In a recent extract from her new book, published in The Age, journalist, author and former journalism academic Rachel Buchanan claimed that journalism degrees are built on a lie. They provide “vocational training that was implied in the literature and the mantra of preparing young people for jobs that did not yet exist," she wrote.
Buchanan’s arguments have been made many times before and are now to a large extent obsolete.
Based on the dire job numbers in the journalism industry (which she lists in her article) most journalism programs in Australia should be dead. Yet, as Buchannan points out, the trend is the opposite. Based on my 15 years of experience in journalism teaching and research programs I can see five possible explanations for this trend.
First, journalism is more exciting than ever because it’s engaging with the wider society like never before. The old media’s gatekeeping functions of what and who makes the news are breaking down. Journalism has entered a time of on-going transition – a constant flux. This poses both new challenges and new opportunities. Challenges insofar as there are now fewer jobs in mainstream media, more jobs in startups; opportunities in that the barriers to publish have never been lower. A laptop, recording equipment, a connection to the web and you’re away.
Second, while Buchanan may not agree with the argument that journalism degrees are now a version of the general arts degree, the evidence clearly shows that they are. Feedback from journalism graduates shows that they end up in a wide variety of jobs in numerous fields. These include public servants (often as researchers), public and corporate communication officers, policy advisors, and indeed journalists.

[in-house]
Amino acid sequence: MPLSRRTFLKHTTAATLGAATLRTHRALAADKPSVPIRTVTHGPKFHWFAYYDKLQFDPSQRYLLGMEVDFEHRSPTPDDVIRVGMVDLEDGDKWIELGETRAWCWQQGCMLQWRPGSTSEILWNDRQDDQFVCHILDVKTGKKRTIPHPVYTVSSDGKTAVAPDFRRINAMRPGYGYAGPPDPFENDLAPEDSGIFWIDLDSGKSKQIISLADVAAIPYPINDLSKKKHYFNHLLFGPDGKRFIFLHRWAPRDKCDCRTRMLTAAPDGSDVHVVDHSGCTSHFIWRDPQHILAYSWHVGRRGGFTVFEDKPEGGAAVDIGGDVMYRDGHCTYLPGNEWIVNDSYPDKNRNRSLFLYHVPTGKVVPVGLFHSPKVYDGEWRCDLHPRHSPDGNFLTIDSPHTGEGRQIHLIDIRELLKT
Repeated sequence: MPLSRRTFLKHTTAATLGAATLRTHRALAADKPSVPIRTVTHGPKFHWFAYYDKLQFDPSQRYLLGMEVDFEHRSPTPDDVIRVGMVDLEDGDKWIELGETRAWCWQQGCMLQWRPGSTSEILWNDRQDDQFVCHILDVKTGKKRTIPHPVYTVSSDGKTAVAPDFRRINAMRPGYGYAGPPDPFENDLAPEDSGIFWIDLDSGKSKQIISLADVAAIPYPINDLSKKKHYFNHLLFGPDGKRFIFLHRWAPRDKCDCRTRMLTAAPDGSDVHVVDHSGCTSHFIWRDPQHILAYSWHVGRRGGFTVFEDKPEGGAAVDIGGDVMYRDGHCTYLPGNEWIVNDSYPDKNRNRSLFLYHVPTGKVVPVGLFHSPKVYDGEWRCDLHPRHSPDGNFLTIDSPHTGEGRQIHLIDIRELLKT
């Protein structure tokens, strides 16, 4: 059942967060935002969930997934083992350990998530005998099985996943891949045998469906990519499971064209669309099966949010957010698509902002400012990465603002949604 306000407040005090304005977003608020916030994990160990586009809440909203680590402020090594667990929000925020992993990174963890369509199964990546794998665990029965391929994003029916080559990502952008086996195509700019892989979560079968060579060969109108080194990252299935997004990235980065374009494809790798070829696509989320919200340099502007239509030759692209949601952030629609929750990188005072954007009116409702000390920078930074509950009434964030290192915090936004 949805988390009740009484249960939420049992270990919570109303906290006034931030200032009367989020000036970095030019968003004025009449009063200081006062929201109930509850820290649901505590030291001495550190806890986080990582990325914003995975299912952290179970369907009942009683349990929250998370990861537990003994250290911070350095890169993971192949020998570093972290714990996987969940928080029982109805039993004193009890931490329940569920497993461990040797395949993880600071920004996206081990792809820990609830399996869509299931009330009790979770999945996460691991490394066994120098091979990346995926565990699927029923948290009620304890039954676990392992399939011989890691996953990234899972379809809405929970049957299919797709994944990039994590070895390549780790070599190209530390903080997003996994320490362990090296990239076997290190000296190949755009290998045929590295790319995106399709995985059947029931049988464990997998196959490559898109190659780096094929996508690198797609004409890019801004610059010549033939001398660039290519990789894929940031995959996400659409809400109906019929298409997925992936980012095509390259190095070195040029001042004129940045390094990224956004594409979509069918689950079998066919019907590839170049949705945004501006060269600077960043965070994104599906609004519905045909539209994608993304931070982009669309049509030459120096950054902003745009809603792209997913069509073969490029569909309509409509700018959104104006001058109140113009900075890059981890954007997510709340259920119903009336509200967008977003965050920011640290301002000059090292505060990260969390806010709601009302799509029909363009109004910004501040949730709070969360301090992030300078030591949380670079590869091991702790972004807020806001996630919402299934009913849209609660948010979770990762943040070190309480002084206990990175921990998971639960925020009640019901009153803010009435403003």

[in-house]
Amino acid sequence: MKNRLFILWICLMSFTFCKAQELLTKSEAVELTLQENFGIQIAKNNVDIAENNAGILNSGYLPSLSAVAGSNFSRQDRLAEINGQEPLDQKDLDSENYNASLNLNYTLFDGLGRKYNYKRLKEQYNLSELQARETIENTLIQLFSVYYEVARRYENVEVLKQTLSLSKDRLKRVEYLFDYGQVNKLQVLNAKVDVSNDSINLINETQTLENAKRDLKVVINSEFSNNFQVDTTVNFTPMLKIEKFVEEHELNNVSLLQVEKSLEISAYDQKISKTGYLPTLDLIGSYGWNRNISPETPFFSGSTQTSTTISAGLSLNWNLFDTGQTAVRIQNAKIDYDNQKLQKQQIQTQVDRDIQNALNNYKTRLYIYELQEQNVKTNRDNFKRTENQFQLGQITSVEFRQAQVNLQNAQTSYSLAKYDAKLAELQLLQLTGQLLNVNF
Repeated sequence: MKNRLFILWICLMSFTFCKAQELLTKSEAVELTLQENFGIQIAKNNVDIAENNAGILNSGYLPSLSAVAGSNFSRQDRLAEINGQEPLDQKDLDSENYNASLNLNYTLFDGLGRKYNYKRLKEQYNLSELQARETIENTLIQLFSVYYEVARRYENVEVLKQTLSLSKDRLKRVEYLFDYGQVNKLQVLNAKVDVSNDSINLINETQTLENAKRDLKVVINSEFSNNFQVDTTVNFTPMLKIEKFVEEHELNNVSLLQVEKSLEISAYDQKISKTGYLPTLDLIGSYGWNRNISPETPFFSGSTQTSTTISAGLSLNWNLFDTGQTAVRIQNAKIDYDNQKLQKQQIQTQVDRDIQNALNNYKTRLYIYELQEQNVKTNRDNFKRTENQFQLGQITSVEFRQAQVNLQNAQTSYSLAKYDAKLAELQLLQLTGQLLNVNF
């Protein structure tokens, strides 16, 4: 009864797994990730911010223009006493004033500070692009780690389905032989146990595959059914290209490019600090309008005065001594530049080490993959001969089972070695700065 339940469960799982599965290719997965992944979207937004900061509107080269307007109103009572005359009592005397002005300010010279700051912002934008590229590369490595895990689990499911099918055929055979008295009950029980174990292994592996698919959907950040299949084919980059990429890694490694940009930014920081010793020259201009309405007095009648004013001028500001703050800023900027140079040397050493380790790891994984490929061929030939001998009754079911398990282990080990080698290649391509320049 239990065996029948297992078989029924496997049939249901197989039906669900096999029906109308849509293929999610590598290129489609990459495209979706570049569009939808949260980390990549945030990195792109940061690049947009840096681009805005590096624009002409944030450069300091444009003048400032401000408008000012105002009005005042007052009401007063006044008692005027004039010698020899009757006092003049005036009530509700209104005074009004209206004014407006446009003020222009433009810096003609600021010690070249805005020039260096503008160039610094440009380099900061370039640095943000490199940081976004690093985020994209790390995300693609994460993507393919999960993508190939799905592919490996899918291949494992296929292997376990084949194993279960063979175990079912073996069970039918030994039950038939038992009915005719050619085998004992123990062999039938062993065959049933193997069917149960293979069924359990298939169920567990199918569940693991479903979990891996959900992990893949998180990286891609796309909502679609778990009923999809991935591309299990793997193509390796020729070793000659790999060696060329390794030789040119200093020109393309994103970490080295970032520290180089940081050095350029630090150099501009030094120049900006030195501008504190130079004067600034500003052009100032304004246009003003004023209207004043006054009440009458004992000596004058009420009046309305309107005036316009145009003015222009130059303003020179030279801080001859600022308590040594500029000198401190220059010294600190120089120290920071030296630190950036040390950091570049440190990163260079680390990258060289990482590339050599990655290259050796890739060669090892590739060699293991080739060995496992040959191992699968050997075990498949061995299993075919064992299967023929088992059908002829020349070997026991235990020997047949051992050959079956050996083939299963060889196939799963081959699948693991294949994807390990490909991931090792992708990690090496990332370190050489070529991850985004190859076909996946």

Most journalism programs strongly encourage double degrees and double majors. Our graduates have degrees in Science and Journalism, Law and Journalism, Business and Journalism, Sustainability and Journalism, and others making them better qualified than ever to report on an increasingly complex society or to land jobs outside the journalism industry.
Third, Journalism is now far more than just a vocation. Strong command of language will always be essential. But to really cut it you need proper media literacy so you understand the media landscape and can anticipate where it’s going next. You need strong critical thinking skills built on the core of the liberal arts degree: philosophy, history, and politics. You get all that AND the vocational production skills, in all media formats, in a journalism degree.
Fourth, according to the 2012 Graduate Careers Australia survey, 64 per cent of law graduates from one of the 31 Australian Law Schools don’t practice law. However, the law degree is still considered valuable. We’re seeing a similar trend with journalism graduates and this understanding is growing among prospective students and parents.
Fifth, if the journalism schools were unable to produce graduates with job ready skills, why are we attracting record enrolments? Surely the incoming students and parents are savvy enough to figure out if a journalism degree is worth the money and effort?
Let me finish with a story from Monash University’s open day 2013. In the six hours I staffed the journalism program stall, I spoke to hundreds of parents and prospective students. For the first time in my 15 years teaching journalism the questions were different. Instead of “but will I get a job in journalism”, the questions centred on how journalism at Monash was different to the other universities, what you learn and how the double degree system works. My time at open day finished with a lecture to a packed 300-seat theatre on the future or journalism. In my view this is not the sign of a dying and useless degree.
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